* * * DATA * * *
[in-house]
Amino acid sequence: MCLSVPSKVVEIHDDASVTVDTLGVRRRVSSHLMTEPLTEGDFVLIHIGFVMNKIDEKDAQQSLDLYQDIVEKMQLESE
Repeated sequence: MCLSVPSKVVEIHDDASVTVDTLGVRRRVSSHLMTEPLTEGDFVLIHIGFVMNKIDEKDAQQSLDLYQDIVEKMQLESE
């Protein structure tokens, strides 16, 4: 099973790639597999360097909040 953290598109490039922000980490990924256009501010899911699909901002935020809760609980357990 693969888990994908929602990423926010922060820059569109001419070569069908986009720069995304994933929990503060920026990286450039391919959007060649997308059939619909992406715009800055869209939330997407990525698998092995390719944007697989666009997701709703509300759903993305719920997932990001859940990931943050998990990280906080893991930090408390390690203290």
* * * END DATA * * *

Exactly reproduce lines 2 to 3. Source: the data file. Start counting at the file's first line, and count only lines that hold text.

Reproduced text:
Amino acid sequence: MCLSVPSKVVEIHDDASVTVDTLGVRRRVSSHLMTEPLTEGDFVLIHIGFVMNKIDEKDAQQSLDLYQDIVEKMQLESE
Repeated sequence: MCLSVPSKVVEIHDDASVTVDTLGVRRRVSSHLMTEPLTEGDFVLIHIGFVMNKIDEKDAQQSLDLYQDIVEKMQLESE